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Bravest and finest. Two words you’ve seen associated with police officers and firefighters. (In fact, that’s what they’re referred to in New York City. New York’s bravest are those with the FDNY, the finest are with NYPD.)

Those are also two words we’d often use to describe the first responders with know and work with.

As floodwaters leftover from Hurricane Matthew continue to rise in some places, we have deployed some of the country’s bravest and finest into those waters to help impacted communities.

Over the last several days, the ten teams we’ve deployed from Indiana, Maryland, Missouri, New Jersey, New York, Ohio, Pennsylvania, Tennessee, and Virginia have all jumped right in to help respond. As of today, they’ve completed 75 water rescues.

These teams were deployed to help their state and local brothers and sisters—as they also have been working tirelessly to rescue people who were put in harm’s way by rushing water.

Check out this video of one of our teams in action.

Water rescues by FEMA USAR teams ongoing in Lumberton, NC #Matthew pic.twitter.com/F2T1feHPDP

— femaregion4 (@femaregion4) October 10, 2016

Bravest and finest, for sure.

We have 28 of these teams standing by, ready to go at a moment’s notice. It’s the way the system was designed. There are always 28 teams ready to go, each with at least 140 members.

The training is tough, the jobs are tough.

The jobs are worth it.

These teams, they’re made up of first responders from the communities you know and live in.

Virginia’s Task Force 1, part of Fairfax County Fire and Rescue, saw action as part of the response to the Nepal earthquake when they were deployed by the US Agency for International Development. (They are one of very few internationally-trained teams that can go abroad and perform search and rescue.)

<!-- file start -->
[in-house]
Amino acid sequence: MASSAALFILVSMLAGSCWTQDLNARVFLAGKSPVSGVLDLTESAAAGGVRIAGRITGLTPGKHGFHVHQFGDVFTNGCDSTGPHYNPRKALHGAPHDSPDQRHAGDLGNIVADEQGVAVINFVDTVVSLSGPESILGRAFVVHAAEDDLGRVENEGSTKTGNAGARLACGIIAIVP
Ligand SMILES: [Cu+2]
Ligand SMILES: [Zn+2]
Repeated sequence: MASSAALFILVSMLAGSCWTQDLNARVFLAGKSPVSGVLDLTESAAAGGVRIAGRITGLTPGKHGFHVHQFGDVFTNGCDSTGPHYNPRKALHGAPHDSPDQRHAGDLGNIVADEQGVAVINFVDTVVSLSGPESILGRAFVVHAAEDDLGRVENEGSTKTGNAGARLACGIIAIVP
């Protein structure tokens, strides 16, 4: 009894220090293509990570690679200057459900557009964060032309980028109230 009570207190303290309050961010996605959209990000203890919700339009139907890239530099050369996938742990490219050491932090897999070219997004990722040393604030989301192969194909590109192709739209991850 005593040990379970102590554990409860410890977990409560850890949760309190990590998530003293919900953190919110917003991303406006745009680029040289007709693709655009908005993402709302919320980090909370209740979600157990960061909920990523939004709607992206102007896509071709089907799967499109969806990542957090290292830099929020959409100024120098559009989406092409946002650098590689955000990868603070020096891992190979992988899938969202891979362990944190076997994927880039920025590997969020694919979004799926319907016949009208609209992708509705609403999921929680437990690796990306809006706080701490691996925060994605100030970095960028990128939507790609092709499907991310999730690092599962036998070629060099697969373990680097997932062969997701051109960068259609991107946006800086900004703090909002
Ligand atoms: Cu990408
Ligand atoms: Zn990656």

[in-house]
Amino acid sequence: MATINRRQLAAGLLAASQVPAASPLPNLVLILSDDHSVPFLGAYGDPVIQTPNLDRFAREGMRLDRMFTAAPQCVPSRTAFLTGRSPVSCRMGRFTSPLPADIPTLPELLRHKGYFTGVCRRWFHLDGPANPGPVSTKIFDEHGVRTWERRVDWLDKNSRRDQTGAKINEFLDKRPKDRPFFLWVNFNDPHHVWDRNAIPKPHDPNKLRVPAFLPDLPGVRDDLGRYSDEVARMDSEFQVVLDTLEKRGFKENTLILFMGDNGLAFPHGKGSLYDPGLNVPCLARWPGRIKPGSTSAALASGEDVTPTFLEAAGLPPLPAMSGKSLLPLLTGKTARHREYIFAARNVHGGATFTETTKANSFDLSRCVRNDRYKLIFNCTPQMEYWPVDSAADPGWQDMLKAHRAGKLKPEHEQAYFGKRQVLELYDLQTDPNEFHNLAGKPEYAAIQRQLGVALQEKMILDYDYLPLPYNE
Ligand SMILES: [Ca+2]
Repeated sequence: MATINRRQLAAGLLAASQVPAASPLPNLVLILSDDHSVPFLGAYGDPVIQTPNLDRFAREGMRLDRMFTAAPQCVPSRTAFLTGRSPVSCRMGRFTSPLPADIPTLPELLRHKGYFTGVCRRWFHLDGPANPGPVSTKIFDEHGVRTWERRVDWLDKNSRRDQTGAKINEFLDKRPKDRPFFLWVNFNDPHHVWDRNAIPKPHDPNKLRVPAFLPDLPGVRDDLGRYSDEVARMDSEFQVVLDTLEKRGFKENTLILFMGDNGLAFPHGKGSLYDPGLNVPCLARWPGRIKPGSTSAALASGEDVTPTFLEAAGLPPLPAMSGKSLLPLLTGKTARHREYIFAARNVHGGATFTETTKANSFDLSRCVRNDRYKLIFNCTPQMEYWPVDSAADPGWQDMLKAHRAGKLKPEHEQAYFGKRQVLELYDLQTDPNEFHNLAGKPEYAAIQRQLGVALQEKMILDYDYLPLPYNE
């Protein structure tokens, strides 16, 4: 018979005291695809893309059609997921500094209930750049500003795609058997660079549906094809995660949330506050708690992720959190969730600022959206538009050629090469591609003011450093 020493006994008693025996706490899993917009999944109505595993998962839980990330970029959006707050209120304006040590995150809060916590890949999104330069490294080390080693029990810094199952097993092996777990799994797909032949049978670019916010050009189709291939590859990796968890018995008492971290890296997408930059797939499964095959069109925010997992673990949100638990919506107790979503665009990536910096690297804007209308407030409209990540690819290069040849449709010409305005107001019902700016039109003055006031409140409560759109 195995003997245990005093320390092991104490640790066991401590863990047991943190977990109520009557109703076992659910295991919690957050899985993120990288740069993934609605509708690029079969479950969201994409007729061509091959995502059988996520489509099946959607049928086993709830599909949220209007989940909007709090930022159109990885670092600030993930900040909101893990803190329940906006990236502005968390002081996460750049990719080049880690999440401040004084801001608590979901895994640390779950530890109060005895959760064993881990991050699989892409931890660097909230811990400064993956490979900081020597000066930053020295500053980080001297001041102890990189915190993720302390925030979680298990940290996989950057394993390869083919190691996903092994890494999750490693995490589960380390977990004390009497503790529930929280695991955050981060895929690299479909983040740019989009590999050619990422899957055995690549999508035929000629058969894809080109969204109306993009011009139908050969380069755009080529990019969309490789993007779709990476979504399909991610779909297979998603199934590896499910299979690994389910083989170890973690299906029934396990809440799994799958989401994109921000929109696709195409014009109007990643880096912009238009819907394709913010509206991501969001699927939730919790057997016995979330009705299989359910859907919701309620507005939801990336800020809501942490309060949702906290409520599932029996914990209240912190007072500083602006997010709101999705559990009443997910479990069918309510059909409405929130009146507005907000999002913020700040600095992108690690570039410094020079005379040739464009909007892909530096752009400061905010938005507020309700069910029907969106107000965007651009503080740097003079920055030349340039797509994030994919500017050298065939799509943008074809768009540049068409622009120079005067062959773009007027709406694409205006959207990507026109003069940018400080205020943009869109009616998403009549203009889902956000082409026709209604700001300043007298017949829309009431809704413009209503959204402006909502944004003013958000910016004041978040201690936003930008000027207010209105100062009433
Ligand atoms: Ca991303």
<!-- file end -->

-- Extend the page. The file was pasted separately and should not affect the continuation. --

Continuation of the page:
Our newest team, the one from New Jersey, has members hailing from each of the state’s 21 counties.

Becoming a team isn’t easy. Besides going through all the standard training and requirements to become an officer or firefighter, there are particular FEMA trainings to undergo as well.

New Jersey’s team, after a vacancy opened, went through a process for nearly a year to be deemed ready and able to deploy as a federal asset. Now, just weeks after getting word that they were officially part of the federal system, they got the call. They really jumped right in.

We’re extremely grateful for these teams and the people who serve on them. It’s a hard job, taking them away from their hometowns and their families, but their service definitely does not go unnoticed or unappreciated.

(And as a friendly reminder, if you’re returning home to an impacted area, please remember this very catchy phrase: Turn Around, Don’t Drown. It could save your life.)

 

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